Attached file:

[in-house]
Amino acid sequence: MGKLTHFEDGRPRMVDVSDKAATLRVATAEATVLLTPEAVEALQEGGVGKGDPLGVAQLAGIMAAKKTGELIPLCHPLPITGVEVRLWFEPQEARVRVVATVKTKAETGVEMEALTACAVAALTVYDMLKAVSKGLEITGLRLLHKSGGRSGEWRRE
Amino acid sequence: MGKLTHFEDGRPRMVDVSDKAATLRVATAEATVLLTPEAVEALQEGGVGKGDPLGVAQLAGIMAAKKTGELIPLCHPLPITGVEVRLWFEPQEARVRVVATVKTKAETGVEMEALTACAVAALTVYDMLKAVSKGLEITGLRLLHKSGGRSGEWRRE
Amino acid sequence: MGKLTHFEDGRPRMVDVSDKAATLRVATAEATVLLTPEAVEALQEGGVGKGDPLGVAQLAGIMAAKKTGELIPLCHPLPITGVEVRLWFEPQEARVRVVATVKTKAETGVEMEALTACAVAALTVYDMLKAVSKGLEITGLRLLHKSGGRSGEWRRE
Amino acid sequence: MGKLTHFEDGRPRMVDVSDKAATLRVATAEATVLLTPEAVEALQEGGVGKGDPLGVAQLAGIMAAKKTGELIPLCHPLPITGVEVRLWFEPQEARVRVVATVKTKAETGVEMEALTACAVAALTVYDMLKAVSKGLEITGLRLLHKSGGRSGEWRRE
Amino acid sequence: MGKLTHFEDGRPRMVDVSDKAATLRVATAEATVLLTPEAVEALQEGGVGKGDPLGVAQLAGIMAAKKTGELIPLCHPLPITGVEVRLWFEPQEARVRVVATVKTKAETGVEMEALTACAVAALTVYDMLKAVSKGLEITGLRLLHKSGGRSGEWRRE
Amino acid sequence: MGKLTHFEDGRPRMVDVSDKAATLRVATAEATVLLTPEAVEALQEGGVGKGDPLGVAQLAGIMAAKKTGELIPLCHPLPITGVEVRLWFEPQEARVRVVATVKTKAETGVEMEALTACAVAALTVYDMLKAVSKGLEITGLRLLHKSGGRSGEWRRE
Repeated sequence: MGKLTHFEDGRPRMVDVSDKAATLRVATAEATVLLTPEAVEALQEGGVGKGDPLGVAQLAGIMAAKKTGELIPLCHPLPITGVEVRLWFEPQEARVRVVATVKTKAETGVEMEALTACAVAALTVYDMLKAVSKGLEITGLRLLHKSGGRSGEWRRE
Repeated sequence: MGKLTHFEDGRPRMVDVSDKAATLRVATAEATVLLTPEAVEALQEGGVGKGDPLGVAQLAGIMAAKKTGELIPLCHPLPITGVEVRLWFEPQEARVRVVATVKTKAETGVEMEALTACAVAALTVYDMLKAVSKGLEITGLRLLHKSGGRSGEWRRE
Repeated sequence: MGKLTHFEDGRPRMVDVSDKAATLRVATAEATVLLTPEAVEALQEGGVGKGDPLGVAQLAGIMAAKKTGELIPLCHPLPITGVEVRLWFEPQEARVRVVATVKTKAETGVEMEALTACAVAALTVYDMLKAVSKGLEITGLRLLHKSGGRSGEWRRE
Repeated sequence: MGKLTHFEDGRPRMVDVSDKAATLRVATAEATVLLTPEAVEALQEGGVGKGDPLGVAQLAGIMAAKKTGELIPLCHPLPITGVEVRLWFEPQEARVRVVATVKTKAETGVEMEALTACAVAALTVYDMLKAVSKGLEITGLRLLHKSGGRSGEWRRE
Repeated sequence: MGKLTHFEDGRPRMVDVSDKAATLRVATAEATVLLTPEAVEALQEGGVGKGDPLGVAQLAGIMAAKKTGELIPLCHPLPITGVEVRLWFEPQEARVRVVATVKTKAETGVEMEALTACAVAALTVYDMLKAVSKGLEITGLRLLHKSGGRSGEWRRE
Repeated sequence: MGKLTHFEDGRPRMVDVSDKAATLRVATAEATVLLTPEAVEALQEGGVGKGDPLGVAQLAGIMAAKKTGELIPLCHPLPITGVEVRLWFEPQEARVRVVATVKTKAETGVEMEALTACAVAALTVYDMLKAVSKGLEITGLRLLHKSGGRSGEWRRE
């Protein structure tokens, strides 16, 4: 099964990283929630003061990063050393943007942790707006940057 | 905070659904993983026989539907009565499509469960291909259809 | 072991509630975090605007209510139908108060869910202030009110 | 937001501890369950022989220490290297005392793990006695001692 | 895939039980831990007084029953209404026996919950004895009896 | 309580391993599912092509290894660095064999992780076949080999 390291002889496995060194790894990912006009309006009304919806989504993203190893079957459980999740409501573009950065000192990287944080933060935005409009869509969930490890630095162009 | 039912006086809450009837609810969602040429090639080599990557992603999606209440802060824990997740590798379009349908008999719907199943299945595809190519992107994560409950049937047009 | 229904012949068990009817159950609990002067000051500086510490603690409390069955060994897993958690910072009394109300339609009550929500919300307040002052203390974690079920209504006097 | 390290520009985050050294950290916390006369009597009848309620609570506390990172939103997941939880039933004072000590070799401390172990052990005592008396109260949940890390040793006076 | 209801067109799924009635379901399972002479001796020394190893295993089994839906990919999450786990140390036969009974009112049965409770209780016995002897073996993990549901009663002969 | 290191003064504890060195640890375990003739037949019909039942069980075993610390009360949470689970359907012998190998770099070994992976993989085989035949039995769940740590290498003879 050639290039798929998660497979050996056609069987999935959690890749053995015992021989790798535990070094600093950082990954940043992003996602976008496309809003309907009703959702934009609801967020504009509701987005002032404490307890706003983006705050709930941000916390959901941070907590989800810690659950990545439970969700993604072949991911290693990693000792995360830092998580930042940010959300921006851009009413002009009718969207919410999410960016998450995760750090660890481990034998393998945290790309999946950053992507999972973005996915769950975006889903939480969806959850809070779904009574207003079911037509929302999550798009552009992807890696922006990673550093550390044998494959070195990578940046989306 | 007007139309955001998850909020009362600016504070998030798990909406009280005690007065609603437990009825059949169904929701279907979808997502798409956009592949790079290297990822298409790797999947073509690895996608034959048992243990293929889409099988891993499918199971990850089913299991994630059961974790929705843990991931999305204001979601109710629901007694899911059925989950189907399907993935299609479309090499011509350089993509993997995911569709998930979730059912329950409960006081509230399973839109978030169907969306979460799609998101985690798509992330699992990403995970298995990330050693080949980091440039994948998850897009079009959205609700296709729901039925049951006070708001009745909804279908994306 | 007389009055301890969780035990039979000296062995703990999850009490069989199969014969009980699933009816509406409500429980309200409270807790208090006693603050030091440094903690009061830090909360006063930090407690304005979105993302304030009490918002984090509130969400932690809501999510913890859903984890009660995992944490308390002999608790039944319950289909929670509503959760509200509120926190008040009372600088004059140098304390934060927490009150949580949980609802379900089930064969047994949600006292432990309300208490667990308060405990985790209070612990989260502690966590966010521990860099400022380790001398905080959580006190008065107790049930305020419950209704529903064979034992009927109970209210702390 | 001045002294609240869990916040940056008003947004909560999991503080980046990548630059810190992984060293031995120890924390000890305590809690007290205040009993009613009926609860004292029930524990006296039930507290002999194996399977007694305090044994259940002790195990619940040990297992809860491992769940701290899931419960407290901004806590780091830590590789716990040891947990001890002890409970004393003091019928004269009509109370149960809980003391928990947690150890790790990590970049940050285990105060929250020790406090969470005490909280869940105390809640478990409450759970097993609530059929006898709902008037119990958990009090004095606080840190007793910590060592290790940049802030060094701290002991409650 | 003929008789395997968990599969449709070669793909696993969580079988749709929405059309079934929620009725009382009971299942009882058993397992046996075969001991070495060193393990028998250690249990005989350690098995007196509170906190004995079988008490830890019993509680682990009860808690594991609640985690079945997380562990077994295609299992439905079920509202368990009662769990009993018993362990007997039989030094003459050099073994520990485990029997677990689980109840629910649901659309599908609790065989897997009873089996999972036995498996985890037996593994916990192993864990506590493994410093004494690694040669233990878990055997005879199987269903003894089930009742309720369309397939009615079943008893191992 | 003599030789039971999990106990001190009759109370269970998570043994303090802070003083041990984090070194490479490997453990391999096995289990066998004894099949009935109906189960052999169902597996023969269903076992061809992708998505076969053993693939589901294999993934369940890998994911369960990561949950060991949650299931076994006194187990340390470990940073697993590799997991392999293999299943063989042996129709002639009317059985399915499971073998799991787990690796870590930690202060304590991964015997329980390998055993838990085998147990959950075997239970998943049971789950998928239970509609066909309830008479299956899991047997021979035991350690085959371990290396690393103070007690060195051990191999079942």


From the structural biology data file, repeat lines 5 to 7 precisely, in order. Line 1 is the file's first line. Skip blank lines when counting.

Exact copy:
Amino acid sequence: MGKLTHFEDGRPRMVDVSDKAATLRVATAEATVLLTPEAVEALQEGGVGKGDPLGVAQLAGIMAAKKTGELIPLCHPLPITGVEVRLWFEPQEARVRVVATVKTKAETGVEMEALTACAVAALTVYDMLKAVSKGLEITGLRLLHKSGGRSGEWRRE
Amino acid sequence: MGKLTHFEDGRPRMVDVSDKAATLRVATAEATVLLTPEAVEALQEGGVGKGDPLGVAQLAGIMAAKKTGELIPLCHPLPITGVEVRLWFEPQEARVRVVATVKTKAETGVEMEALTACAVAALTVYDMLKAVSKGLEITGLRLLHKSGGRSGEWRRE
Amino acid sequence: MGKLTHFEDGRPRMVDVSDKAATLRVATAEATVLLTPEAVEALQEGGVGKGDPLGVAQLAGIMAAKKTGELIPLCHPLPITGVEVRLWFEPQEARVRVVATVKTKAETGVEMEALTACAVAALTVYDMLKAVSKGLEITGLRLLHKSGGRSGEWRRE